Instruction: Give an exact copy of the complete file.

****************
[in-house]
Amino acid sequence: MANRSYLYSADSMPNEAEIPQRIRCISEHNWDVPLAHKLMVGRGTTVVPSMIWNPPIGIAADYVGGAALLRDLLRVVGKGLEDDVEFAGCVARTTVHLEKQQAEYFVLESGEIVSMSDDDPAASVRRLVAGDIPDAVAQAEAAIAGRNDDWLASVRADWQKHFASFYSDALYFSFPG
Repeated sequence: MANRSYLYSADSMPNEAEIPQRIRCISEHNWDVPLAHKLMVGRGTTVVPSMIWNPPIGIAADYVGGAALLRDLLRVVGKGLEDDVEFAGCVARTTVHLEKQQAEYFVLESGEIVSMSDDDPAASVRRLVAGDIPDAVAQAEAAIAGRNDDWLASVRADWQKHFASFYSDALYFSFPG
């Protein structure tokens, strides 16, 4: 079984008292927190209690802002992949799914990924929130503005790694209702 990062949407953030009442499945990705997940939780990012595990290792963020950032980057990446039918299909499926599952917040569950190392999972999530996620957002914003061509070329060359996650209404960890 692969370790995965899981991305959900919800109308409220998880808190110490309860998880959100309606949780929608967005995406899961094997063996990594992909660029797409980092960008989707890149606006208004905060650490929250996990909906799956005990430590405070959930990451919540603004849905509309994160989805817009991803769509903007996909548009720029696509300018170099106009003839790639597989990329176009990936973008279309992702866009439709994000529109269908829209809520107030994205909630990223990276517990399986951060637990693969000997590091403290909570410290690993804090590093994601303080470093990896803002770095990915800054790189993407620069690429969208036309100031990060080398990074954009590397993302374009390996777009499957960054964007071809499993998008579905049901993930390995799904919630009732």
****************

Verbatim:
[in-house]
Amino acid sequence: MANRSYLYSADSMPNEAEIPQRIRCISEHNWDVPLAHKLMVGRGTTVVPSMIWNPPIGIAADYVGGAALLRDLLRVVGKGLEDDVEFAGCVARTTVHLEKQQAEYFVLESGEIVSMSDDDPAASVRRLVAGDIPDAVAQAEAAIAGRNDDWLASVRADWQKHFASFYSDALYFSFPG
Repeated sequence: MANRSYLYSADSMPNEAEIPQRIRCISEHNWDVPLAHKLMVGRGTTVVPSMIWNPPIGIAADYVGGAALLRDLLRVVGKGLEDDVEFAGCVARTTVHLEKQQAEYFVLESGEIVSMSDDDPAASVRRLVAGDIPDAVAQAEAAIAGRNDDWLASVRADWQKHFASFYSDALYFSFPG
């Protein structure tokens, strides 16, 4: 079984008292927190209690802002992949799914990924929130503005790694209702 990062949407953030009442499945990705997940939780990012595990290792963020950032980057990446039918299909499926599952917040569950190392999972999530996620957002914003061509070329060359996650209404960890 692969370790995965899981991305959900919800109308409220998880808190110490309860998880959100309606949780929608967005995406899961094997063996990594992909660029797409980092960008989707890149606006208004905060650490929250996990909906799956005990430590405070959930990451919540603004849905509309994160989805817009991803769509903007996909548009720029696509300018170099106009003839790639597989990329176009990936973008279309992702866009439709994000529109269908829209809520107030994205909630990223990276517990399986951060637990693969000997590091403290909570410290690993804090590093994601303080470093990896803002770095990915800054790189993407620069690429969208036309100031990060080398990074954009590397993302374009390996777009499957960054964007071809499993998008579905049901993930390995799904919630009732």